Gaël Varoquaux

Sat 20 September 2014

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Hiring an engineer to mine large functional-connectivity databases

Work with us to leverage leading-edge machine learning for neuroimaging

At Parietal, my research team, we work on improving the way brain images are analyzed, for medical diagnostic purposes, or to understand the brain better. We develop new machine-learning tools and investigate new methodologies for for quantifying brain function from MRI scans.

One of our important alley of contributions is in deciphering “functional connectivity”: analysis the correlation of brain activity to measure interactions across the brain. This direction of research is exciting because it can be used to probe the neural-support of functional deficits in incapacitated patients, and thus lead to new biomarkers on functional pathologies, such as autism. Indeed, functional connectivity can be computed without resorting to complicated cognitive tasks, unlike most functional imaging approaches. The flip side is that exploiting such “resting-state” signal requires advanced multivariate statistics tools, something at which the Parietal team excels.

For such multivariate processing of brain imaging data, Parietal has an ecosystem of leading-edge high-quality tools. In particular we have built the foundations of the most successful Python machine learning library, scikit-learn, and we are growing a dedicate software, nilearn, that leverages machine-learning for neuroimaging. To support this ecosystem, we have dedicated top-notch programmers, lead by the well-known Olivier Grisel.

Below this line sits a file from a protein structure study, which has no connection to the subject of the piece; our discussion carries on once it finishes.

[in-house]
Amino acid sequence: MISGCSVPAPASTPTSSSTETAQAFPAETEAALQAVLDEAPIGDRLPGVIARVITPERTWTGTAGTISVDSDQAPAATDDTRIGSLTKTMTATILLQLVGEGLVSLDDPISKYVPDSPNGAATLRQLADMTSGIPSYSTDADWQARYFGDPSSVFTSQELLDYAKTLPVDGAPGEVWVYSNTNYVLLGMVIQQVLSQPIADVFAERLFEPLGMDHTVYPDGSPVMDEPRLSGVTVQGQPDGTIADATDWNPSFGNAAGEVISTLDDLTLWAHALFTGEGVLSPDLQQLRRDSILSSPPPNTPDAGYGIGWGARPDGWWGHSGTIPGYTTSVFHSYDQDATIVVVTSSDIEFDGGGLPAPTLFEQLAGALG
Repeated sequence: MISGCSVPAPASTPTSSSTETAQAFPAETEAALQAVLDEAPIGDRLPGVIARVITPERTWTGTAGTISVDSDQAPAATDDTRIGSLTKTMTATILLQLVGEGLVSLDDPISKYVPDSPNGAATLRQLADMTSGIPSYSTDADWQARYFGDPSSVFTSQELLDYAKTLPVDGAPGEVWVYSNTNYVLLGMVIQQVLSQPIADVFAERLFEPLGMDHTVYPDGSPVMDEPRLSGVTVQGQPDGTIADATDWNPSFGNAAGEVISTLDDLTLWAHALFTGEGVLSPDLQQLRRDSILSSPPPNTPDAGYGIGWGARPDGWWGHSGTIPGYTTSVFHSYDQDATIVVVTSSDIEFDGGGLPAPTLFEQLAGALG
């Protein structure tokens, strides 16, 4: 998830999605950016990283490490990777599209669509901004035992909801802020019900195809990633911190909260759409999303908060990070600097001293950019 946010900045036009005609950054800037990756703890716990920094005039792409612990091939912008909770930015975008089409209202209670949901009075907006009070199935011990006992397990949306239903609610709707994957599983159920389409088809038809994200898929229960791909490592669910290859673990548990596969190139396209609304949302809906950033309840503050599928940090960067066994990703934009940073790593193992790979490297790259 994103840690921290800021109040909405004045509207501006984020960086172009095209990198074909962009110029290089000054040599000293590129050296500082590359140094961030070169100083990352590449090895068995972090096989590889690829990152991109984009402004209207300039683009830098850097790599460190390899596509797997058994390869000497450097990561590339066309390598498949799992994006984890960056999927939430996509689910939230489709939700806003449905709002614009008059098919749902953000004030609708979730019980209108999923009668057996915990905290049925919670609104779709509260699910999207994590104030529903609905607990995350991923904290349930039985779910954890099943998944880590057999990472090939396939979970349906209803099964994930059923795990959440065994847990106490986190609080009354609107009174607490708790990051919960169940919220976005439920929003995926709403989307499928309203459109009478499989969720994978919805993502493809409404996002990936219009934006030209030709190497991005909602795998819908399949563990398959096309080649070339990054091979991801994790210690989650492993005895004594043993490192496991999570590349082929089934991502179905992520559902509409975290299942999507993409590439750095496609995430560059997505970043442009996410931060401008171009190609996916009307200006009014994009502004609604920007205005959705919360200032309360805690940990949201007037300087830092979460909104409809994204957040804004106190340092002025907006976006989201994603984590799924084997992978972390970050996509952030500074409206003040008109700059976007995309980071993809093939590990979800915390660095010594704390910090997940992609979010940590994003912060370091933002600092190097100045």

We are looking for a data-processing engineer to join our team and work on applying our tools on very large neuroimaging databases to learn specific biomarkers of pathologies. For this, the work will be shared with the CATI, the Fench platform for multicentric neuroimaging studies, located in the same building as us. The general context of the job is the NiConnect project, a multi-organisational research project that I lead and that focuses on improving diagnostic tools on resting-state functional connectivity. We have access to unique algorithms and datasets, before they are published. What we are now missing between those two, and that link could be you.

If you want more details, they can be found on the job offer. This post is to motivate the job in a personal way, that I cannot give in an official posting.

Why take this job?

I don’t expect some to take this job only because it pays the bill. To be clear, the kind of person I am looking for has no difficulties finding a job elsewhere. So, if you are that person, why would you take the job?

  • To join a great team with many experts, focused on finding elegant solutions to hard problems at the intersection of machine learning, cognitive science, and software. Choose to work with great people, knowledgeable, passionate, and fun.
  • To work on interesting problems, that matter. They are interesting because they are challenging but we have the skills to solve them. They matter because they can make brain research better.
  • To learn. NeuroImaging + Machine learning is a quickly growing topic. If you come from a NeuroImaging background and want to add to your CV an actual expertise in machine learning for NeuroImaging. This is the place to be.

What would make me excited in a resume?

  • A genuine experience in neuroimaging data processing, especially large databases.
  • Talent with computers and ideally some Python experience.
  • The unlikely combination of research training (graduate or undergraduate) and experience in a non academic setting.
  • A problem-solving mindset.
  • A good ability to write about neuroimaging and data processing in English: who knows, if everything goes to plan, you could very well be publishing about new biomarkers.

Now if you are interested and feel up for the challenge, read the real job offer, and send me your resume.

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